Academic journal article The International Journal of Behavioral Consultation and Therapy

Using Functional Behavioral Assessment Data to Infer Learning Histories and Guide Interventions: A Consultation Case Study

Academic journal article The International Journal of Behavioral Consultation and Therapy

Using Functional Behavioral Assessment Data to Infer Learning Histories and Guide Interventions: A Consultation Case Study

Article excerpt

Even experienced teachers often have difficulty managing inappropriate behaviors (Fudge, Reece, Skinner, & Cowden, 2007; Kauffman, Wong, Lloyd, Hung, & Pullen, 1991). Bergan (1977) developed a four stage behavioral consultation model suited for addressing these behavior problems. Since Bergan first developed this model, researchers have advanced our understanding of functional behavioral assessment (FBA) procedures designed to link assessment to interventions (Skinner, Freeland, & Shapiro, 2003). FBA data can provide practitioners with information that may allow them to identify what is reinforcing inappropriate behaviors in classroom environments. Once these variables are identified, educators can engage in consultation and develop interventions based on their FBA data (Watson & Steege, 2003).

Some inappropriate behaviors are more disruptive than others. Consider a student who is cheating on an exam (i.e., looking at his notes) and a student who is talking loudly and using inappropriate language during teacher-led group instruction. The cheating behavior is typically conducted in a manner that does not attract attention and, therefore, does not disrupt classmates or teachers. However, the loud and inappropriate language during teacher-led group instruction is likely to disrupt educators' efforts to teach and classmates' efforts to learn. In an attempt to cease the presenting disruption, teachers often attend (e.g., reprimand, re-direct) to students engaged in such behaviors. Although this teacher attention that follows disruptive behaviors may be intended to punish those behaviors, in some instances they actually serve as an immediate reinforcement for those behaviors (Gresham, Watson, & Skinner, 2001; Skinner, Neddenriep, Robinson, Ervin, & Jones, 2002).

Knowing that a student's disruptive behaviors are being reinforced with teacher attention suggests several interventions. For example, teachers could apply extinction where they attempt to manage their own behaviors by not attending to the student's disruptive behavior. While such procedures can be effective, extinction may also occasion an initial increase in disruptive behavior rates (extinction burst), enhance the intensity levels of disruptive behaviors, and/or occasion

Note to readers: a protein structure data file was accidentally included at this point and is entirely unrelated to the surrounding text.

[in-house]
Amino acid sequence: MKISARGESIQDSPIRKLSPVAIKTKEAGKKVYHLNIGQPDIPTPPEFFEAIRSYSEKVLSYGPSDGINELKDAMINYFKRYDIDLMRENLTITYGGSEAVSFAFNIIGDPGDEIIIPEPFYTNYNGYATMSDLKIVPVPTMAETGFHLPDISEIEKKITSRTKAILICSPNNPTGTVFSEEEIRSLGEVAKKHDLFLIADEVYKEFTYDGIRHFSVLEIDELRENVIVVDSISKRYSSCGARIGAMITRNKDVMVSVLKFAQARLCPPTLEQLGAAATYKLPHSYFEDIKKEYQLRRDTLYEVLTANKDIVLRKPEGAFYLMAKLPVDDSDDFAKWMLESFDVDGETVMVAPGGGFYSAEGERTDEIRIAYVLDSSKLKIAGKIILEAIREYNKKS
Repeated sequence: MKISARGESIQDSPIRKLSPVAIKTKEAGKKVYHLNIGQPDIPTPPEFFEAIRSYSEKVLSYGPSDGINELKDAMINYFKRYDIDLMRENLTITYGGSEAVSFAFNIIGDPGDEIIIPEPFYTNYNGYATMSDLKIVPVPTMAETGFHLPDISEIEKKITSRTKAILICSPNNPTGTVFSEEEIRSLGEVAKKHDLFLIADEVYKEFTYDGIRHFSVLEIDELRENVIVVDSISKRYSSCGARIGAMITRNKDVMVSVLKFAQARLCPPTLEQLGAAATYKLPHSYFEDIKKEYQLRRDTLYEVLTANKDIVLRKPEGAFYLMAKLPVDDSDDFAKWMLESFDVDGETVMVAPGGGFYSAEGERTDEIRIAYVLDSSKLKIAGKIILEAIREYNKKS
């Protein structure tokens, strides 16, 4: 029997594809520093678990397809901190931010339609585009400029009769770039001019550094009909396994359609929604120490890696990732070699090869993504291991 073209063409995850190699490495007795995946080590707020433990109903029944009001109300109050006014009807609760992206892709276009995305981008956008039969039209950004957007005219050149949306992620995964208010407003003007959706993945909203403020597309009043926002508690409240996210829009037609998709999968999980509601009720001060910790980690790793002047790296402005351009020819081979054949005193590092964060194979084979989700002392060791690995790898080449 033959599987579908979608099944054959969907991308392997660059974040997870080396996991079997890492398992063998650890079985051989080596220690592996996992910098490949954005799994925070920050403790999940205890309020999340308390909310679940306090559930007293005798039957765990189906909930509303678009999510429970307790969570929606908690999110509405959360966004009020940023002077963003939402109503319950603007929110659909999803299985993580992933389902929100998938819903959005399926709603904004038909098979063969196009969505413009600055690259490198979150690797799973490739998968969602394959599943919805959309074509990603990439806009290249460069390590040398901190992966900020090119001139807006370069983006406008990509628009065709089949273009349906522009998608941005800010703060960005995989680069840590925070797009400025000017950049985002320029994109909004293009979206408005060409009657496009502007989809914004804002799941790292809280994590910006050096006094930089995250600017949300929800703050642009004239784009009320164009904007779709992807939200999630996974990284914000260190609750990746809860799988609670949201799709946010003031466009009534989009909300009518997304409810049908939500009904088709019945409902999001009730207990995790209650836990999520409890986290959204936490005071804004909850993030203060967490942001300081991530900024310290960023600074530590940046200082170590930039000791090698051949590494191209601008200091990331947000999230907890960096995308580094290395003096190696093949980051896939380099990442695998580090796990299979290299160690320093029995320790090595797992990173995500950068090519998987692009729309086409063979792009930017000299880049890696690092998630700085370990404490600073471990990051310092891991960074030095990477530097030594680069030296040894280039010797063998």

extinction induced creativity which causes these students to alter the form (topography) of their behavior to one that is potentially more disruptive. Each of these changes in behavior may at least temporarily enhance, as opposed to reduce, the degree of disruption caused by the behavior (Gresham et al., 2001; Lieving, Hagopian, Long, & O'Connor, 2004).

Another alternative is to apply differential reinforcement for a) lower rates of disruptive behaviors, b) incompatible behaviors, and/or c) other behaviors. Thus, if a student is being reinforced with attention for inappropriate behaviors, differential reinforcement could involve reducing attention contingent upon undesired behaviors and increasing attention contingent upon desired behaviors. Researchers suggest using procedures such as labeled praise (e.g., "Ben, I really like the way you are working quietly, good job") in order to make the contingent relationship more salient, especially with young students (Bernhardt & Forehand, 1975; Bernhardt, Fredericks, & Forbach, 1978; Gillat & Sulzer-Azaroff, 1994; Herschell, Greco, & Filcheck, 2002; Kazdin, 1994; Madsen, Becker, & Thomas, 1968; Thomas, Becker, & Armstrong, 1968).

A second concern with applying differential reinforcement in the form of labeled praise is related to students' idiosyncratic learning histories. FBA can provide an indication of both reinforcers that are currently maintaining undesired behaviors and a student's learning history (Gresham, Watson, & Skinner, 2001). When FBA suggests that reprimands, re-directions, and other attempts to punish undesired behaviors are actually reinforcing these behaviors, these data also suggest that the student has an atypical learning history. …

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